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Reading through the comments for "Laverne & Shirley," I have seen several remarking that they felt the show was "lacking," "annoying," "dull" and several other negative adjectives. It is obvious to me that these people have yet to indulge themselves in the fantastic world of the 1970's sitcom that jumped on the nostalgia boat. I was all of 12 years old when I first discovered "Laverne & Shirley" on Nick @ Nite (this was circa the summer of 1998). I would be lying if I said that it hadn't shaped my life-- and I know that sounds totally insane, but it broadened my horizons to a world of classic television, classic movies, and the theatre. But enough about me-- the show is a gem. The show was never meant to be a groundbreaker like "All in the Family" or "Maude" (although it did have it's tender moments and morals in episodes such as "Look Before You Leap" and "What Do You Do With a Drunken Sailor", taking a gentle look towards single parenting and alcoholism). It was only meant to do one thing: be funny. And it did so in a way that had only been done by the likes of "The Honeymooners"-- it involved the antics of the blue collar working class. It was meant to entertain, and it does a darned good job of it! The chemistry between Cindy Williams & Penny Marshall is awesome-- comparable, in their own way, to that of Lucy Ricardo & Ethel Mertz, Ralph Kramden & Ed Norton, and those that came before them. Cindy's cute-as-a-button, innocent but never naive portrayal of Shirley Feeney and Penny's tough-as-nails exterior with a heart of gold combined with the desire to be "loose" but the morals to be a "prude" make for one uniquely and incredibly comical friendship. Also, Michael McKean's Lenny & David L. Lander's Squiggy are outlandish but hilarious characters. Who could have played the "guy who's really smart and thinks he's dumb" and "the guy who's really dumb and thinks he's smart" better than these two?! Also in the cast you have outstanding veteran actors like Phil Foster as the gruff but huggable Frank 'Pop' DeFazio and sweet MGM musical star Betty Garrett as the girls' wise landlady (and later, Laverne's stepmother). Eddie Mekka is charming and funny as Carmine Ragusa, Shirley's boxing/dancing/singing boyfriend (is there anything this fella CAN'T do?). The cast is electric. This show's motto should have been "We aim to please." If you're having a bad day, this show is sure to put a smile on your face, your laughter in the air, and a quote in your head! It's one of the greatest examples of classic TV of all time!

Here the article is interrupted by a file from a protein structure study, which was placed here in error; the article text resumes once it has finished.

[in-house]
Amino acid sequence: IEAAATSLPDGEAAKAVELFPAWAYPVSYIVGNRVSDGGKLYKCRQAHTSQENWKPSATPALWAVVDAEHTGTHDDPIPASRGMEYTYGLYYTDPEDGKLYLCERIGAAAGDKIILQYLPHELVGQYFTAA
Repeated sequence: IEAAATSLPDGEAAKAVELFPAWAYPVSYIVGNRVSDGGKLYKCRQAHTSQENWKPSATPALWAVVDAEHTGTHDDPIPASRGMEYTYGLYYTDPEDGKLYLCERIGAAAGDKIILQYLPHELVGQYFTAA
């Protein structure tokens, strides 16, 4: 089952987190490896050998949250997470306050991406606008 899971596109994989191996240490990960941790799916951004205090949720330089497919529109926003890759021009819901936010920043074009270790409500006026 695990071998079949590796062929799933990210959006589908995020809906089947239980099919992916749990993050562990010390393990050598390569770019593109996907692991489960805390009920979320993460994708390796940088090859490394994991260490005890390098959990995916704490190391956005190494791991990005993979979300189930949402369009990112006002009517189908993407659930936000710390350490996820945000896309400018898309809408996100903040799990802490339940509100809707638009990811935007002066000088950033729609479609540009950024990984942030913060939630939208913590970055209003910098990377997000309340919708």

Laverne and Shirley was one of my personal favorites growing up. Of course, we had reruns and repeats in those days. I loved Laverne and Shirley. They were the underdogs and perfectly suited as roommates and best friends. They were played brilliantly by Penny Marshall and Cindy Williams. Unfortunately, the show never recovered after Cindy Williams left to have her daughter and who could blame her. She was happily married to Bill Hudson, Kate's father, for twenty years with two children. Penny Marshall and the gang did their best to recover but never fully did. The reason and there are many that this show was so popular was the physical antics that Laverne and Shirley got into. I don't know if I preferred Milwaukee or Burbank but the supporting cast was top notch featuring Lenny and Sqiggy who could have had their own show. The delightful Carmine as the aspiring dancer. Elaine Joyce as the beautiful neighbor in Burbank. Betty Garrett and Al Molinaro as the landlady and Mr. Defazio. The show had plenty of it's moments too and great guest stars. It's certainly still a beloved show even in repeats.
"Happy Days" spin-off about the two titled characters (Penny Marshall and Cindy Williams) and their total comedic and romantic misadventures as Milwaukee brewery workers in the 1950s and 1960s. The series seemed to work in spite of itself due to the likable leads and their ever-lasting love interests (scene-stealers Michael McKean and David L. Lander). The characters were silly, but had a reality to them that could not be over-looked. Adequate writing and above average direction were sufficient in keeping the show a ratings winner for a good eight years from 1976 through 1983. Still a show that has a strong following as it survives the years in relatively wide-spread syndication. 4 stars out of 5.